Christmas Container Gardening

Christmas Container Gardening

by Rob Sproule


If there is any truth in the expression “absence makes the heart grow fonder,” it may help to explain the intensity of the love affair that we Albertans have with our gardens.  As we cloister together in our centrally heated homes through the depth of winter, our thoughts drift to the warming sunlight and thawing breezes of May.

For a few euphoric months in the Albertan calendar, frost stays at the gate.  The textures of tropical containers and the colours of ripe cherries and tomatoes fill our long, lingering afternoons.

We adore our gardens but at this time of year it can seem that the creativity of container gardening is far away.  It’s not.

This article is about making container gardens that stay green through the snow.  It’s about cheating winter of its prize by not deserting our front yards to it.  Yes Virginia, you can container garden in the dead of winter, even in Alberta.


Container Gardening in Winter

In the past decade, evergreen boughs have sprung up around front doors across North America.  As the frost and snow descends, robust branches of cedar, pine, and fir are replacing the darling buds of May.

Fresh evergreen arrangements are an ideal way to utilize your summer containers for another season.  Many of us already get 2 “turns” out of our containers by replacing spring pansies and marigolds with fall mums and kale.  In November the containers are sitting there; why not use them?

Fresh greens have exploded in popularity in recent years because they offer cold climate gardeners a chance to be creative outside over the holidays.  Large Garden Centers offer dozens of varieties of boughs, not to mention branches, cones, and countless accessories that allow you to be as creative as you were in the spring.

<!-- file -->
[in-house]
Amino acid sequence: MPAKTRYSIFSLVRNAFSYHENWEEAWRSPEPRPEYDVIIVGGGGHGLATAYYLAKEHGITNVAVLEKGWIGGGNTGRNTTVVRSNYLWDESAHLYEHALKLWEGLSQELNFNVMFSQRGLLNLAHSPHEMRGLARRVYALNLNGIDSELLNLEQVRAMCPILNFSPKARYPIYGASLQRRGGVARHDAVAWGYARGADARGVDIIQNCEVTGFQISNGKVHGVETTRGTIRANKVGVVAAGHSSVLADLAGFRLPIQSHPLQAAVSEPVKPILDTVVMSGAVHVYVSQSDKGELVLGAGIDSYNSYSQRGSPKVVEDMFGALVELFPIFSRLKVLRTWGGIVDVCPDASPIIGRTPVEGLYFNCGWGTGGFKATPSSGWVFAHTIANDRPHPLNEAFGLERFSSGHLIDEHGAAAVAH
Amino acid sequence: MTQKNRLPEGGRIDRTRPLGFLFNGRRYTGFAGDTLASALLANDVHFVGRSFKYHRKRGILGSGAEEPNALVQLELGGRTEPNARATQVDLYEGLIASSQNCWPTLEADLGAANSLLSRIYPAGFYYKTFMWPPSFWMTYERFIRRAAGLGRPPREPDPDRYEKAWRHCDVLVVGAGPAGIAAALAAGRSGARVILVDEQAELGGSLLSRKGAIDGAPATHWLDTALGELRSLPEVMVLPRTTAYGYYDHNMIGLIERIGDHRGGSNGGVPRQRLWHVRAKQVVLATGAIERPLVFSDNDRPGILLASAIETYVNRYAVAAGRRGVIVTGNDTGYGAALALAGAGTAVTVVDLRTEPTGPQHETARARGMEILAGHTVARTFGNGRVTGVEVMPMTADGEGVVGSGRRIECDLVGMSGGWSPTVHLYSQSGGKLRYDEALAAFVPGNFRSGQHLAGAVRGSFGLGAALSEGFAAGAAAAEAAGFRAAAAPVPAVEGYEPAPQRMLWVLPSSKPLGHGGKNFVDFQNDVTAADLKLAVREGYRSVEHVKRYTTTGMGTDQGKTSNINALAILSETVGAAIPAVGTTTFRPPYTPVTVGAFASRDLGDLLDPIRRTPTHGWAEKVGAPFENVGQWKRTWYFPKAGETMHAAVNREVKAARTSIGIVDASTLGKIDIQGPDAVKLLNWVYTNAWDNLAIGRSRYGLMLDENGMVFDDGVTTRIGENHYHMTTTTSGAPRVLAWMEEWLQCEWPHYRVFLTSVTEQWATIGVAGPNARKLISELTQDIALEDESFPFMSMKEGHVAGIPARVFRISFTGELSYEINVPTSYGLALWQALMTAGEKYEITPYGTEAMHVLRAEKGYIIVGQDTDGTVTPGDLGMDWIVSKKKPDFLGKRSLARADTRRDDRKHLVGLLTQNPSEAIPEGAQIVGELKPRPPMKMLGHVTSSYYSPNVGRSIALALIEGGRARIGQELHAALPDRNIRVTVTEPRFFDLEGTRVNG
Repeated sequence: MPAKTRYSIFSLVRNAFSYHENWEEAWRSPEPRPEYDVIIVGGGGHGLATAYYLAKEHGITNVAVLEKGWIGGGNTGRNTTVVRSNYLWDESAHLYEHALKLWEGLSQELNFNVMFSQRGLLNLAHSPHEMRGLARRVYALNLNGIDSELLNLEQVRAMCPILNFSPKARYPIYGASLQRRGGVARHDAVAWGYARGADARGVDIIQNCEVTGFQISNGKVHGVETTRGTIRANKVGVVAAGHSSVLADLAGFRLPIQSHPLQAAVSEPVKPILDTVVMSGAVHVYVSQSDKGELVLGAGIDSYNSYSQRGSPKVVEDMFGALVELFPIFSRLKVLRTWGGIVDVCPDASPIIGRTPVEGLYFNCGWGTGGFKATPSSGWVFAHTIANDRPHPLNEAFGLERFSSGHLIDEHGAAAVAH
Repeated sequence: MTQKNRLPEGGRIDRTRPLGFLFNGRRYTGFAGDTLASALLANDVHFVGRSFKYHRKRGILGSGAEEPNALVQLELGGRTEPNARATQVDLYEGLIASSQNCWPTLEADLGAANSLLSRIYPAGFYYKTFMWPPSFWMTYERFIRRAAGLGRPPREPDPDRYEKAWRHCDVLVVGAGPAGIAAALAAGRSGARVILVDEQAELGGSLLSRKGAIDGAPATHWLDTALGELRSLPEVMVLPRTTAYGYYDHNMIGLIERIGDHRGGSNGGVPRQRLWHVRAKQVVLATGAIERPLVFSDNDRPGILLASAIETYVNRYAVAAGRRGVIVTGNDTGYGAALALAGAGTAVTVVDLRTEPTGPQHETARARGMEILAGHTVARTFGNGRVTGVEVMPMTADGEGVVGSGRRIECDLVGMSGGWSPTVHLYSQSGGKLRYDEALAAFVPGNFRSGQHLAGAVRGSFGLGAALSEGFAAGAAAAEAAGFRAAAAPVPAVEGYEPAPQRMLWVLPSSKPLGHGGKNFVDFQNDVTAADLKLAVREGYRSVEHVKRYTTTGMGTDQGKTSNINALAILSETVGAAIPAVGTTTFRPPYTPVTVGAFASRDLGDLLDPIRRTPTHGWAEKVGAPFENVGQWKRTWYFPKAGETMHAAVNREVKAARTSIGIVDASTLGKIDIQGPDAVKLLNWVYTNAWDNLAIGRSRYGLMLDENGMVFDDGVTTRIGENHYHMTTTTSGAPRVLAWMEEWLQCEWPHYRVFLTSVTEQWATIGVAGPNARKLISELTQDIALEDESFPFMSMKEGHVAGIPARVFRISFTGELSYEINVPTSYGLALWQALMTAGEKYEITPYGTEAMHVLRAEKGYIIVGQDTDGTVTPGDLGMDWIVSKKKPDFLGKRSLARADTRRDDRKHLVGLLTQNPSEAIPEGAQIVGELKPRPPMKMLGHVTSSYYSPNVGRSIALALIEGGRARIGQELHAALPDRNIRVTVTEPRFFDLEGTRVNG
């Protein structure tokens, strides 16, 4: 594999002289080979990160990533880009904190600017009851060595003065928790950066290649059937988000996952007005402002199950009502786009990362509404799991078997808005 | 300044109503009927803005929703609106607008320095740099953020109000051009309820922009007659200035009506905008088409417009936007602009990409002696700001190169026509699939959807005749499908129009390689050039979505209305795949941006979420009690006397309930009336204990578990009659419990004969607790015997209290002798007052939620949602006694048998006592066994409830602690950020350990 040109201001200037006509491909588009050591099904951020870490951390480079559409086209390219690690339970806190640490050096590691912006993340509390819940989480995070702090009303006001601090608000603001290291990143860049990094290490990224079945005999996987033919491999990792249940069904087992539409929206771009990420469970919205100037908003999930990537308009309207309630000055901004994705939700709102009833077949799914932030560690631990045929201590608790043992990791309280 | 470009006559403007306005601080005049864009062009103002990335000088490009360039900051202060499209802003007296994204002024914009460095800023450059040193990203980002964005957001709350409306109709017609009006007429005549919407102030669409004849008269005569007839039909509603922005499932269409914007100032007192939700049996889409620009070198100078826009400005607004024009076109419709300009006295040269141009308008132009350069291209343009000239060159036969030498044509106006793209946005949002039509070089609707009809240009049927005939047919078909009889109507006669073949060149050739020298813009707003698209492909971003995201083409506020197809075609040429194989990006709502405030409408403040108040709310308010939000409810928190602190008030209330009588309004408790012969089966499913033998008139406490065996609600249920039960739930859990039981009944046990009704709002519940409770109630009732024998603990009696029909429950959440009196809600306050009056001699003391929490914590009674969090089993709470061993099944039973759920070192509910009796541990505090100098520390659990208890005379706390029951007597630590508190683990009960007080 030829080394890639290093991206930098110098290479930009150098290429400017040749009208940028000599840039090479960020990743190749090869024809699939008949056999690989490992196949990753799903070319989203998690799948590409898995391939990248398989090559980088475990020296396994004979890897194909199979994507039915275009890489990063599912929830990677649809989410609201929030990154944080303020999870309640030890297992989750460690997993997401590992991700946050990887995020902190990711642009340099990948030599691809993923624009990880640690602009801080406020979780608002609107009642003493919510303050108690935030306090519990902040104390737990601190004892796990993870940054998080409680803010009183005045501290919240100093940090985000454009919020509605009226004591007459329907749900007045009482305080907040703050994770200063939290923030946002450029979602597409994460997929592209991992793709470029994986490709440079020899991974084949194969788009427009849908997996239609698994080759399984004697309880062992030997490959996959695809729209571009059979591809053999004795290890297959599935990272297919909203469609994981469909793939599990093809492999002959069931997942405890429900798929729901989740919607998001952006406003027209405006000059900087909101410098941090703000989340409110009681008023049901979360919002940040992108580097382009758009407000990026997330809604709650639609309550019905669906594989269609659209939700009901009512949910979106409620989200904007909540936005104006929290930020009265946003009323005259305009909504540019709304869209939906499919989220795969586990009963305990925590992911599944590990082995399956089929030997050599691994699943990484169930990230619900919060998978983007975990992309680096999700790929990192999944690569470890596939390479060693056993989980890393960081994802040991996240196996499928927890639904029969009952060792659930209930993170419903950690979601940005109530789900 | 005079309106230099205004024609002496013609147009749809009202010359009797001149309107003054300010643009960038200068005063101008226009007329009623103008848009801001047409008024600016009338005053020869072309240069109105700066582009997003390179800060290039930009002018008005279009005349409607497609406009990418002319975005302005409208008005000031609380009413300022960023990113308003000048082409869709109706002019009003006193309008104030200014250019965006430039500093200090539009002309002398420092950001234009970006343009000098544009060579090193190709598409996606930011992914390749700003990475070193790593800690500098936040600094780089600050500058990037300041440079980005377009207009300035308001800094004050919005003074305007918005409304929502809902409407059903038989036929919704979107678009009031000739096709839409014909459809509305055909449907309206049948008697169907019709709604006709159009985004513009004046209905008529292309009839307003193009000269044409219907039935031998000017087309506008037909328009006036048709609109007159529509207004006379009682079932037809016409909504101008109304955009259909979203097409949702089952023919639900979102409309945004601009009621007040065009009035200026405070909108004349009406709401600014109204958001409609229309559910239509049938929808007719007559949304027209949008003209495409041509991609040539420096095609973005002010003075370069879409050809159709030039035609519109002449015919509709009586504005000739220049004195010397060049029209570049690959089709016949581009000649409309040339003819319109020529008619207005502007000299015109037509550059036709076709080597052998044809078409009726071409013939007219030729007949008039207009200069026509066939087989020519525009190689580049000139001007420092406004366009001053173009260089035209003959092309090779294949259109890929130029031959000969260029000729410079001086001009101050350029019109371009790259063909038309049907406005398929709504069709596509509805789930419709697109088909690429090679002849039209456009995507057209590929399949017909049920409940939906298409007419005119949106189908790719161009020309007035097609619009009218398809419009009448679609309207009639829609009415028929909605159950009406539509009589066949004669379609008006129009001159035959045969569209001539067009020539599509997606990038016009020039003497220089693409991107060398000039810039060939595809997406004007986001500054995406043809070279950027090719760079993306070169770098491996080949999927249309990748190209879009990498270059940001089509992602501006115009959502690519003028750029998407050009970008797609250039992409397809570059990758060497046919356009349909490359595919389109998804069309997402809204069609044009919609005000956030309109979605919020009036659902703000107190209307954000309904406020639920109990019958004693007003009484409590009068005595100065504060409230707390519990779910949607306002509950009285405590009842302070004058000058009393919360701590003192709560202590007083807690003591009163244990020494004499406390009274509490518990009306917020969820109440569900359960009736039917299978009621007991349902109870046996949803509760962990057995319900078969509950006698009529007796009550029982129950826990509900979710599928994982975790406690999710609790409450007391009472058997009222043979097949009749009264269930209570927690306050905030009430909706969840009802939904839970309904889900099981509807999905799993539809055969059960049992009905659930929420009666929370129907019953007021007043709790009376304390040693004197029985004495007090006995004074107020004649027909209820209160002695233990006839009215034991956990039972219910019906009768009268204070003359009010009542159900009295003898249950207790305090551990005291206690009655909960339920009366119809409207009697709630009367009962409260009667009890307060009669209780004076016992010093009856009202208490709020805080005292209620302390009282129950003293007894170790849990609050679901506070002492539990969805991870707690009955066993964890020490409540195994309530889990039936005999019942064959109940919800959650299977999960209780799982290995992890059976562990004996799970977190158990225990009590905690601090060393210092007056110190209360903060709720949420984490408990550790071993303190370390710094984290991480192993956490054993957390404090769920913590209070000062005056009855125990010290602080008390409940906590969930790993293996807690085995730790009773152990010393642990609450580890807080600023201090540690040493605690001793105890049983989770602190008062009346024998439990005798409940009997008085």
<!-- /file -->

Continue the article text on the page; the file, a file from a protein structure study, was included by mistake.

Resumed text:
Recommended Varieties

For outdoor use, look to cedar, pine, and fir to form the foundation of your creation.  Western red cedar is one of my favourites.  It’s a playful, fragrant green and brings a deliciously smooth texture.  Silver fir is excellent because the undersides of the needles have a subtle silver tinge that glimmers under porch-lights.

There is a parade of coloured ingredients available to add visual pizzazz.  Ilex, or winterberry, boasts stems of clustered red berries that catch the eye where ever they are.  Avoid Ilex with shriveled berries or if considerable berries fall off when you handle the stem.

Stems like curly willow, dogwood, or even birch add a bold vertical appeal.  Curly willow is my favourite as the twisted stems bring a jester’s twist to the overall silhouette.  Choose dogwood or birch if you prefer more contemporary straight lines.


Buying & Caring for your Fresh Greens

Just as with spring bedding plants, a great container starts with healthy ingredients.  Evergreen boughs are essentially cut flowers, so it’s important to get them fresh.  Before you buy, give them a gentle shake and if the needles rain down, move on.

The best thing about putting greens outside is they will look beautiful as long as they stay frozen.  A lot of people “de-Christmasize” their urns after the holidays by removing the festive ribbon, shiny balls and twinkly lights and enjoy their greens until the world starts to thaw in March and they can replace the cedar boughs with spring pansies.

If you arrange your container before it will stay consistently frozen, or if we experience a mid-winter, Calgary-like chinook, try to splash some water on the greens.  Freeze/ thaw cycles are a winter container’s mortal enemy because they draw the moisture out of the branches and dry out the needles.

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One thought on “Christmas Container Gardening”

  1. Love the article. Would you put 3 container bouquets at our house about the first of Dec? One on each side of the garage and one at the deck door in the back. Also a swag on the chair on the front porch. Looks like someone is there. The neighbours love seeing them.
    Love you

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